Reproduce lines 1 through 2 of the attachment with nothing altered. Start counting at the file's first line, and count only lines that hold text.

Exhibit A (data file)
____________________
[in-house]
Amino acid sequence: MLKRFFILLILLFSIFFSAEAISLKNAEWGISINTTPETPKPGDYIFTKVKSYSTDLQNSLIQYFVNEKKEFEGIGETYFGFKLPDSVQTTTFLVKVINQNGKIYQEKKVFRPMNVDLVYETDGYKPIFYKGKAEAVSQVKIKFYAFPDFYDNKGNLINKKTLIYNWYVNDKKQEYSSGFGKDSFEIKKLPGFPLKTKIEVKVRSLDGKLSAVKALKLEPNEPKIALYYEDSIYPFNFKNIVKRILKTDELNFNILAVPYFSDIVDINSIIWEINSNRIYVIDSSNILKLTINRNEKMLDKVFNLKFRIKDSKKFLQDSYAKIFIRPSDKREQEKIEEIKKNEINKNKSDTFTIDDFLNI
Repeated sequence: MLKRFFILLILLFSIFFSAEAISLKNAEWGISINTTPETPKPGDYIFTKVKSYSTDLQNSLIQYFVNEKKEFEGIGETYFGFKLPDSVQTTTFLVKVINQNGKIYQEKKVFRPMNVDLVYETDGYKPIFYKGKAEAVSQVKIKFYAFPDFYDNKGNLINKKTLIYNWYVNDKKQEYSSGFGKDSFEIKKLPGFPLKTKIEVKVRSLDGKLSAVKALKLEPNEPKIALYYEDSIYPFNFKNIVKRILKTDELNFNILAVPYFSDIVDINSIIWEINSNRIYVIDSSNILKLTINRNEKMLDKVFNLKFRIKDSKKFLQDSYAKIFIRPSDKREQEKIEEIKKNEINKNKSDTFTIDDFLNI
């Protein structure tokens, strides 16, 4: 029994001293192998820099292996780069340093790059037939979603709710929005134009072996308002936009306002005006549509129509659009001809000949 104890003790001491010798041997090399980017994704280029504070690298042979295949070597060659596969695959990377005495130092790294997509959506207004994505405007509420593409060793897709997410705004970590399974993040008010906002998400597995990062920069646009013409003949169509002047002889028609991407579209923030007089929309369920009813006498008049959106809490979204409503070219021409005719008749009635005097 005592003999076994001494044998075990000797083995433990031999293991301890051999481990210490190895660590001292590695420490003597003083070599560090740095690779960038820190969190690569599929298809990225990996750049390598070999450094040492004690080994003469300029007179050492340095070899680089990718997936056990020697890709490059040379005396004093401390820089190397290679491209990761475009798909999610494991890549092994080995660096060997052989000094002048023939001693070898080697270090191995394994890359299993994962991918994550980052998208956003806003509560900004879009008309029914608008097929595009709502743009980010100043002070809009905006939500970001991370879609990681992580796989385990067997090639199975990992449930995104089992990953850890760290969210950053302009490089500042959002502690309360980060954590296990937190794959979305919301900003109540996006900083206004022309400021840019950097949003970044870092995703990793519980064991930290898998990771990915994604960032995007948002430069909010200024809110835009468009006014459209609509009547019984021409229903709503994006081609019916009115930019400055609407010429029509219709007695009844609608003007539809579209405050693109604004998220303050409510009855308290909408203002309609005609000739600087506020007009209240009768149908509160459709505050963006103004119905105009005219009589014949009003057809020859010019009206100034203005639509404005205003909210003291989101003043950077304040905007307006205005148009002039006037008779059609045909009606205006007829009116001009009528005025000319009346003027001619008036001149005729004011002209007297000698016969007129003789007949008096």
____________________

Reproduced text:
[in-house]
Amino acid sequence: MLKRFFILLILLFSIFFSAEAISLKNAEWGISINTTPETPKPGDYIFTKVKSYSTDLQNSLIQYFVNEKKEFEGIGETYFGFKLPDSVQTTTFLVKVINQNGKIYQEKKVFRPMNVDLVYETDGYKPIFYKGKAEAVSQVKIKFYAFPDFYDNKGNLINKKTLIYNWYVNDKKQEYSSGFGKDSFEIKKLPGFPLKTKIEVKVRSLDGKLSAVKALKLEPNEPKIALYYEDSIYPFNFKNIVKRILKTDELNFNILAVPYFSDIVDINSIIWEINSNRIYVIDSSNILKLTINRNEKMLDKVFNLKFRIKDSKKFLQDSYAKIFIRPSDKREQEKIEEIKKNEINKNKSDTFTIDDFLNI